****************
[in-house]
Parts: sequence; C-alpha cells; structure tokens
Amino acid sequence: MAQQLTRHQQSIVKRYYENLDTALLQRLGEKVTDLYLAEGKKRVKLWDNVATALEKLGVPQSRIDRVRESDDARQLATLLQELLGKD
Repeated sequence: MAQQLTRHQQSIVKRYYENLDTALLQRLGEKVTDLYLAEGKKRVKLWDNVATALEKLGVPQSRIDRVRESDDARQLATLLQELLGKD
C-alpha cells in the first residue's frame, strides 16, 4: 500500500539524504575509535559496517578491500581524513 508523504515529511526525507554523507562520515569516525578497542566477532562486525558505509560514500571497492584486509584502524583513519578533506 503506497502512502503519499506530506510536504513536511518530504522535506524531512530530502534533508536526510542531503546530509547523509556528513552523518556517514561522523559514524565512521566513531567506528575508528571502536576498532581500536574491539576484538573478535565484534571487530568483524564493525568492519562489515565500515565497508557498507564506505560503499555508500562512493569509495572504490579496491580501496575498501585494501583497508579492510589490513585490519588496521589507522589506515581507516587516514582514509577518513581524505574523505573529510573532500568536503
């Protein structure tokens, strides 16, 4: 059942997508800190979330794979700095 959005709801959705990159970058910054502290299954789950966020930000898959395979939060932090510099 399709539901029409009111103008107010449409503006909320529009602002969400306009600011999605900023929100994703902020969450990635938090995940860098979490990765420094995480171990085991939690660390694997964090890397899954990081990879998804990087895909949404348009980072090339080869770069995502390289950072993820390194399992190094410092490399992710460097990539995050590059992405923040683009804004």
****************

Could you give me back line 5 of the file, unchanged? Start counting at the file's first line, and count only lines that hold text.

C-alpha cells in the first residue's frame, strides 16, 4: 500500500539524504575509535559496517578491500581524513 508523504515529511526525507554523507562520515569516525578497542566477532562486525558505509560514500571497492584486509584502524583513519578533506 503506497502512502503519499506530506510536504513536511518530504522535506524531512530530502534533508536526510542531503546530509547523509556528513552523518556517514561522523559514524565512521566513531567506528575508528571502536576498532581500536574491539576484538573478535565484534571487530568483524564493525568492519562489515565500515565497508557498507564506505560503499555508500562512493569509495572504490579496491580501496575498501585494501583497508579492510589490513585490519588496521589507522589506515581507516587516514582514509577518513581524505574523505573529510573532500568536503